Anna-Lena Werner: The Serbinale in Berlin took place for the first time. What caused your interest to be involved in the exhibition as a curator?
Erik Herkrath: First of all I have personal relations with Serbia. I know many Serbians living in Berlin and I know how their situation is here and in Serbia. That is also why I already did an exhibition with four Serbian artists in 2008. And when the idea of Serbinale came up, the initiators asked me, if I could take care of the visual arts section, which I gladly did.

Anna: How are the exhibited artists connected?
Erik: There are several connections between the four artists. They all are living in Serbia. Three in Belgrade and one in Novi Sad. Then they all share the concern, that there isn't enough awareness for visual arts and especially critical contemporary art in serbia. Some of them, like Sasa Tkacenko or Slobodan Stosic addressed this issue directly in their works. The works by Ivan Petrovic and Goran Micevski are great social studies, which helps to understand the current cultural situation.

12 September 2013

INTERVIEW: JAN KAGE

Art Village 2013 _ Berlin festival _ Jan Kage _ featured on artfridge _ photos by Anneli Botz Art Village 2013 _ Berlin festival _ Jan Kage _ featured on artfridge _ photos by Anneli Botz IMG_2181 Art Village 2013 _ Berlin festival _ Jan Kage _ featured on artfridge _ photos by Anneli Botz Art Village 2013 _ Berlin festival _ Jan Kage _ featured on artfridge _ photos by Anneli Botz Art Village 2013 _ Berlin festival _ Jan Kage _ featured on artfridge _ photos by Anneli Botz IMG_2178
all images: Art Village 2013 at Berlin Festival, courtesy the artists, photos by Anneli Botz

Berlin Festival is not only known for its carefully selected choice of music but also for its position as a melting pot of creativity. Over the years, the Festival’s organizers have developed a smart understanding of how closely good music and art are linked together. Therefore the wide area of Berlin’s old airport Tempelhof did not only offer the witnessing of breathtaking acts such as Björk, Blur and The Pet Shop Boys, but also the chance to participate in the Festivals biggest Art Village so far. On a widespread space area curator Jan ‘Yaneq’ Kage gathered various artists to create a space for performances, poetry slams, DIY booths and general inspiration. As a colourful and versatile installation the area had everything a real village has to offer: A village pub, a marketplace for dances, a circus tent, an outdoor pool and even a church with the meaningful name “Church of Phonk”. To give a better understanding of what the story behind the Art Village is all about, we spoke to Jan Kage himself and got some insightful answers that show how much of a stand the village actually takes in a general art historian discourse.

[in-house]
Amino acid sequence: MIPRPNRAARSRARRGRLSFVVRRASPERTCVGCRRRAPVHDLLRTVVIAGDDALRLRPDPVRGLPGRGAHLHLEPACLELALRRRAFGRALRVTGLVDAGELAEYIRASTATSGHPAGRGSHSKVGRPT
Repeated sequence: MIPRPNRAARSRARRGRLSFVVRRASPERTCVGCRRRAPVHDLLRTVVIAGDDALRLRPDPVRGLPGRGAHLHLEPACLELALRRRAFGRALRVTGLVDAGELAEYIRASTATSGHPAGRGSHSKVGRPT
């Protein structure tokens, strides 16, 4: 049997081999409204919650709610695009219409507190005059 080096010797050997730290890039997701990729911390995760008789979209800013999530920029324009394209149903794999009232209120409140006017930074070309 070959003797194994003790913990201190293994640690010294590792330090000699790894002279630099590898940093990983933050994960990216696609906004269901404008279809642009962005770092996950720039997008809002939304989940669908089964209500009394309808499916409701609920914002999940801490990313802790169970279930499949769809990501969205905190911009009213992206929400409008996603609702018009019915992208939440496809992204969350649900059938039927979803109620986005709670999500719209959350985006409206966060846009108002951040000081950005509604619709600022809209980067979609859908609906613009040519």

1 September 2013

RICCARDO NAVA: OLIVER

Riccardo Nava_Oliver_courtesy and copyright Riccardo Nava featured on artfridge.de Riccardo Nava_Oliver_courtesy and copyright Riccardo Nava featured on artfridge.de Riccardo Nava_Oliver_courtesy and copyright Riccardo Nava featured on artfridge.de Riccardo Nava_Oliver_courtesy and copyright Riccardo Nava featured on artfridge.de all images belong to the book "Oliver" by Riccardo Nava, courtesy and copyright Riccardo Nava 

People say that dog owners eventually end up looking like their dogs. But what does that say about their personality? Is a pet (and the way the owner handles and presents it) somehow reflecting the true character of the human being? Riccardo Nava, an italian Berlin-based artist, explores this cultural phenomenon with his recent art book 'Oliver'. The publication, which contains several photos of a poodle dog named 'Oliver', is based on a photo box that Nava found at a flea market in Berlin. Editing the series and only keeping the portraits of the dog, the book after all says more about mental state of the dogs owner, than of the pet itself. A beautiful and quite lonesome visual story.